At the age of four, and as a new immigrant to Canada, I am certain that I did not have a true sense of understanding that I was different, though I certainly felt it and knew that I didn’t quite fit in. I recall moments amongst other kids, in the playground, at birthday parties, and at school, trying my best to achieve the goal of being like everyone else. What that really meant was trying to be like the majority – doing my best to appear and act like my truly Canadian counterparts, like those who I watched on television, like those who were featured in the books I read and in the stories I was told – like those who were primarily white.
Looking back now, I’m not at all surprised by the thoughts that inhabited my mind as a young girl. Never, do I recall my name or other ethnic names being called out on television shows like Romper Room or Uncle Bobby. Never had I come across a portrayal of a family like my own – at least not in a favourable fashion. Rarely was there representation of the foods we ate, the holidays we celebrated, nor do I recall having seen images in pop culture of the clothes we wore. While growing up, not seeing myself represented in popular culture must have influenced my younger self to some degree – my self-image, my self-esteem, and my social identity.
The Bookmobile Incident is a fitting case in point. I recall, around the age of 9, venturing over to the new Bookmobile that was parked at the foot of our street on an early Saturday morning. My mother, knowing how much I loved to read, had encouraged me to go and have a peek. I skipped my way towards the monstrous trailer as my mom watched me from the corner of her eye while watering our front lawn. Upon entry, I felt overcome with exuberance at the sight of so many books, stacked tightly upon shelves which lay atop a red carpeted floor. I recognized two other kids from my school who had already made their selections and were ready to depart, smiling at their treasures in hand. Once I had made my own selections, the librarian, a kind woman with reddish hair tied in a bun, informed me that I would need to make a library card. She immediately started the process by asking me my name. My name. My stomach had already started to churn, anticipating what would come next. I remember having to pronounce my name a few times for the woman, slowly repeating the spelling – M-a-n-j . . . No, not Mandy. M-a-n-j-i-t. Recording the spelling of my name seemed to be such an ordeal that when the kind woman asked me for the names of my parents, it’s no surprise to me now recalling how I had responded. Mike and Carol. That’s what I had said, without so much as a blink. My favourite TV parents from The Brady Bunch. The librarian raised her eyes, peering above the glasses perched on her nose. Your parents are Mike and Carol? she asked with obvious disbelief. I can’t remember what happened after that. I only remember wishing that I were white at that moment. Thinking how much simpler things would be – no one struggled with their names.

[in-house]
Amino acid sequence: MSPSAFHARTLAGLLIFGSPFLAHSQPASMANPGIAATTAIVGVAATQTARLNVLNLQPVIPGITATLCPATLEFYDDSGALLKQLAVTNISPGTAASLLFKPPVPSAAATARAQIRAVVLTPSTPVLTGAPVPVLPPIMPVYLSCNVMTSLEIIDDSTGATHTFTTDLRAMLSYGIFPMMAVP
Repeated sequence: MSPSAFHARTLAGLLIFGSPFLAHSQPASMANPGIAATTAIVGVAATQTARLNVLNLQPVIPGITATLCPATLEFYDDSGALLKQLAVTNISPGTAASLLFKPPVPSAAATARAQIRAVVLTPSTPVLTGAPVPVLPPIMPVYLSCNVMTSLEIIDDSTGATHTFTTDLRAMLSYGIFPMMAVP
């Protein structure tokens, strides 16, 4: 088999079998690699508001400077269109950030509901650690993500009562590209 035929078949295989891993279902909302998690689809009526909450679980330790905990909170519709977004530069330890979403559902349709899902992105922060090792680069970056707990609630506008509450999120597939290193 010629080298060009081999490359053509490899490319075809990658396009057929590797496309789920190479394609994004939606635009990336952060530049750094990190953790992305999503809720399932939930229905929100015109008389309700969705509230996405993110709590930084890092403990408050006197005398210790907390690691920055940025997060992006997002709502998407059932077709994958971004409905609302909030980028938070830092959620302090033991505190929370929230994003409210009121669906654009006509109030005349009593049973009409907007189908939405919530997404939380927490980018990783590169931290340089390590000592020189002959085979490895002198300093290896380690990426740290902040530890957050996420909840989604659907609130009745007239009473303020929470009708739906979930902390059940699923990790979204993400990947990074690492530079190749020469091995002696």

Laura Ingalls, The Brady Bunch, The Cleavers (of Leave it to Beaver), Anne of Green Gables, Nancy Drew, and Judy Blume’s protagonist, Margaret Simon (in Blume's book, Are You There God? It's Me, Margaret.), were some of the characters and fantastical families I loved and idolized growing up. In that, I have no regrets. They were characters with good morals, a strong voice, with intelligence, values and ethics that were supported in my own home. What does sadden me, however, is not having had the opportunity of being introduced to protagonists, leading and exciting caricatures, like the ones I had idolized, that more reflected me. How wonderful, I think now, it would have been had my younger self come across a title like, Are you there God? It’s me, Manjit. Unfortunately, I suspect that in my youth, the thought might not have even occurred to me that such a thing could be possible.
As an educator and author, I recognize the importance of teaching, modeling and referencing a variety of voices. Having experienced limited exposure to such diversity in my own past, I am so very appreciative of a growing representation of, and access to, the many faces, lives and experiences that truly reflect the mosaic fabric of our great nation and global community.